Kitchener Fire Communicators go beyond the usual 'gift exchange' this past Christmas

This past Christmas in the Kitchener Fire Department Communication Centre, instead of the usual exchange of gifts between supervisors and communicators, we decided to look beyond ourselves to the community.

We are a division of women and so with the idea of “women helping women” we chose to make a donation of goods to Mary’s Place: a shelter open primarily to women as well as their families.

Free-will donations of monies were collected through a program called "Coins for Candy" started by our very own Sharon Musselman.  Candy (all kinds) was placed in the Communication Centre and front reception area for people to enjoy while leaving pocket change for the shelter.  Communicators were also invited to donate in place of the usual gift exchange in the Communication Centre.

The shopping was done (thankfully no wrapping required) and the week before Christmas the goods were delivered to a surprised receptionist.  Simple, everyday products that most of us take for granted can make a big difference for someone who has little.




Communicator Shirley Davidson and Kenadie Jourdin-Bromley


In 2004, I read an article in the Hamilton Spectator about Kenadie. She absolutely melted my heart – the innocence of this small child and the look of “anything is possible” in her eyes.

I left a comment on the link to Kenadie’s website, explaining that in some profound way, Kenadie had altered my life and my view of life. I offered to help in any way that I could. Her mother Brianne began corresponding with me via e-mail (they were living in Sault Ste. Marie at the time). In 2007, Kenadie began filming the movie IEP!, in Amsterdam. The family was there for three months and upon their return in November, Brianne invited me to meet them at Pearson Airport. This is when we first “officially met”.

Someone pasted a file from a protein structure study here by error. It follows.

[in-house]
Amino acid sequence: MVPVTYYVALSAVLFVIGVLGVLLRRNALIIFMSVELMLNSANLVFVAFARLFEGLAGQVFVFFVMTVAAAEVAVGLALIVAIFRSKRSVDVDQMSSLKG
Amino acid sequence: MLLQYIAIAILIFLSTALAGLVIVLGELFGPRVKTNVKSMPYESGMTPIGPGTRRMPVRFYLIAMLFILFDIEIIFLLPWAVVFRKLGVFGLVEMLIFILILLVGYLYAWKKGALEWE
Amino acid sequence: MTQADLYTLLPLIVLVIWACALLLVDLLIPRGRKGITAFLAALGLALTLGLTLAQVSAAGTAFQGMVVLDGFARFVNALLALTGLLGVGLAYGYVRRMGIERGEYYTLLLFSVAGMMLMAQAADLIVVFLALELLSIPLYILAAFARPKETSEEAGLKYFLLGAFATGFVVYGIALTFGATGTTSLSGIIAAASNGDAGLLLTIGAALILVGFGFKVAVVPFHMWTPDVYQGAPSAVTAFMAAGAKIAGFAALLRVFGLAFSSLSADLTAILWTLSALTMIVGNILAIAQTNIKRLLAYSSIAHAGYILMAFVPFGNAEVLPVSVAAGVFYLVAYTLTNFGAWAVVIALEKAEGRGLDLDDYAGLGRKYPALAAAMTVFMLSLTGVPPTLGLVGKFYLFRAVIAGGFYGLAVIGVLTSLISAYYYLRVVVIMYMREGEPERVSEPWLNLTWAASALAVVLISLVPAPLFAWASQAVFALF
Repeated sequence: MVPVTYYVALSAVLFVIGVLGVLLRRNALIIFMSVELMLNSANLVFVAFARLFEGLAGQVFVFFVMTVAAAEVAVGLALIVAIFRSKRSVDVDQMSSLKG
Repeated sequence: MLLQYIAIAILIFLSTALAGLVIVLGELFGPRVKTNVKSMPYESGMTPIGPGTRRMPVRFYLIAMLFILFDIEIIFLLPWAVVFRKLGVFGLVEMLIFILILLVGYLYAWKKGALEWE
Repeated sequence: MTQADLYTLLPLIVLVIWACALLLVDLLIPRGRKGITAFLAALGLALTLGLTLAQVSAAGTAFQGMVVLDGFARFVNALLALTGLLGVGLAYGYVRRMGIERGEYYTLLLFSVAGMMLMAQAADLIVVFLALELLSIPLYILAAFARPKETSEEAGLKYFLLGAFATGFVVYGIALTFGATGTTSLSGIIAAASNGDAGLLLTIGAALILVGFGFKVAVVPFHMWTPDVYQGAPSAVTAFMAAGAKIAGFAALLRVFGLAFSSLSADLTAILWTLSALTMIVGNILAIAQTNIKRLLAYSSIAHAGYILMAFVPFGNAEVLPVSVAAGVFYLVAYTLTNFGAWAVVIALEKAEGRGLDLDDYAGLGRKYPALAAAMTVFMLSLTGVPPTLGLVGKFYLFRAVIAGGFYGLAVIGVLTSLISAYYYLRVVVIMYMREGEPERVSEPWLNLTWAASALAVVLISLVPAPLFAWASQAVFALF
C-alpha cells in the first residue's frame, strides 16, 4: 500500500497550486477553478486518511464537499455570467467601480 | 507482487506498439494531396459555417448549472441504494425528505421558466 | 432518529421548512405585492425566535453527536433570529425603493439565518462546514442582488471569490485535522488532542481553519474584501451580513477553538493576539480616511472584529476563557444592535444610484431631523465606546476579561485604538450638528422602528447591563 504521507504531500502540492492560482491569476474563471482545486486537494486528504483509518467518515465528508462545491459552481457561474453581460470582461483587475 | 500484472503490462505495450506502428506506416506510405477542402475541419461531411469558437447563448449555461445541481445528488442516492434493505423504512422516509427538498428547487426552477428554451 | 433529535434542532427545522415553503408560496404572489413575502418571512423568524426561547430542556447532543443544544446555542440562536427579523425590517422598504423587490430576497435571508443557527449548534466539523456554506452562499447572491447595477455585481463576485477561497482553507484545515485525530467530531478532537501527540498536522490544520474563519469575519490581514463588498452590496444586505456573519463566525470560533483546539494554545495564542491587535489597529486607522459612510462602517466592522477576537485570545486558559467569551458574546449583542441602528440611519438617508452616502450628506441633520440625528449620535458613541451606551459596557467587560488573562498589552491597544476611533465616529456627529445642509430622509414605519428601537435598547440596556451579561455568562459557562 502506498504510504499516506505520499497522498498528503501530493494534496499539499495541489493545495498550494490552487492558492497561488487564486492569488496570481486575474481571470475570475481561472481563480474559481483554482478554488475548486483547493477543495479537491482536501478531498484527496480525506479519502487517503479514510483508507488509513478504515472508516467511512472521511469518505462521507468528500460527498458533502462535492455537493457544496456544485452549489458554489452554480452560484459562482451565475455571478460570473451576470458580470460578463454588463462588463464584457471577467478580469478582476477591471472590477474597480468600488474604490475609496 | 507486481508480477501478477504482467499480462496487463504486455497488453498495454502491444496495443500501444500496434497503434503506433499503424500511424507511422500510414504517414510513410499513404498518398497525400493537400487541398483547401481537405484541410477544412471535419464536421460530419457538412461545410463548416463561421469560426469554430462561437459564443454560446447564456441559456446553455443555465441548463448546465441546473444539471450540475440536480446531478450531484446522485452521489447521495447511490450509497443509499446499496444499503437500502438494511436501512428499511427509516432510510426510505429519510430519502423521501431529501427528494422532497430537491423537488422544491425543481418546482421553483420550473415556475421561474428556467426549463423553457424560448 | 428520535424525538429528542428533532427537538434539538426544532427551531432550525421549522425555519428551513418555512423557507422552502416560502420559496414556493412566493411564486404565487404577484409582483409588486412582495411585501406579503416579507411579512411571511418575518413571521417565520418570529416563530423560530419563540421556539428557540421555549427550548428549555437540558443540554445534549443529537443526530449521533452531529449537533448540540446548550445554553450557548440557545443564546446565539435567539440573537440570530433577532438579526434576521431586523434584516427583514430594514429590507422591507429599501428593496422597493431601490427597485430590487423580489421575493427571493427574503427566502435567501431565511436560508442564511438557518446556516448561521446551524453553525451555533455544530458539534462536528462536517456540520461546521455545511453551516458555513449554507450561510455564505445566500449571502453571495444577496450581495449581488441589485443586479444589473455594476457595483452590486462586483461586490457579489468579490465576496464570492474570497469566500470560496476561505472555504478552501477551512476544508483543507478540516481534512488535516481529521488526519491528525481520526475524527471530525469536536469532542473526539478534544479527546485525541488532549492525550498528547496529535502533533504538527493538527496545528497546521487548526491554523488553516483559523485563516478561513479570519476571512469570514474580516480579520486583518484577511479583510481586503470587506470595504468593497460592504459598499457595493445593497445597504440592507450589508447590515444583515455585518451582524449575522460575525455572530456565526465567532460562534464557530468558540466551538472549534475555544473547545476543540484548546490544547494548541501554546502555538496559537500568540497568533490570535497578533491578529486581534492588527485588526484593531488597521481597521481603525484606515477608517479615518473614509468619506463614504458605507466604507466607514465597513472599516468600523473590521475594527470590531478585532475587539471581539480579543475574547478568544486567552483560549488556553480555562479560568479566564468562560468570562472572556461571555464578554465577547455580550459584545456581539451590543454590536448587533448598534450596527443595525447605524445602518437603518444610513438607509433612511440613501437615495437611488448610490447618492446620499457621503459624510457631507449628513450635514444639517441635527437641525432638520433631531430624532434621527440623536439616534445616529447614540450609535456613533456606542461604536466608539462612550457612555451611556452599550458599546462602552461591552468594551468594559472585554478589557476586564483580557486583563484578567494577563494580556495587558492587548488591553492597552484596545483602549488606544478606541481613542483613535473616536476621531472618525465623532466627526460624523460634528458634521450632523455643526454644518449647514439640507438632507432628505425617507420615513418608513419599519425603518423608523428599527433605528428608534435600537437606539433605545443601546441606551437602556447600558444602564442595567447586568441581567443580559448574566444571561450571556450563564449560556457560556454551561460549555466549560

Kenadie’s condition is called Primordial Dwarfism. Kenadie was the first known Primordial in Canada, coined “Canada’s Littlest Angel”. She is currently 8 years old, 33” tall and 16 lbs. There are now three other children in Canada with conditions that fall under the umbrella of Primordial Dwarfism.

Since 2008, Kenadie’s family has returned to live in Cambridge and we have grown very close. Brianne is like a sister to me. We speak daily and see each other several times a month. We often have Kenadie and her brother Ty for overnighters.

Christmas 2010, they stayed over Christmas Eve and spent Christmas Day with us. My Christmas gift to Kenadie was a miniature horse named “Jersey”. It was purchased with the hope that Kenadie will build a special bond with her pony.

What Kenadie has added to my life is truly indescribable. When it is difficult to see past the horrors of the state of the world we live in, I see the innocence, bravery and strength in the miracle that is Kenadie.

Her website is:








Barrie Fire & Emergency Service Communicators



Barrie Fire & Emergency Service Communicators got together in 2009 and formed a team to participate in the CIBC Run For The Cure.  Not only did we raise money, we had a great time!  In 2010 we also participated but had the addition of Fire Suppression Staff in pink bunker gear who joined our team.  We didn’t go quickly or very far in between pictures being taken of our team.  The “Kickin’ Ash For A Cure” team of BFES Communicators has great support from everyone in the department as well as the Fire Fighters Association who help us out every year.  We encourage other Communications Centres to participate.  Once you do you will be hooked!

Sue Dawson, Barrie Fire & Rescue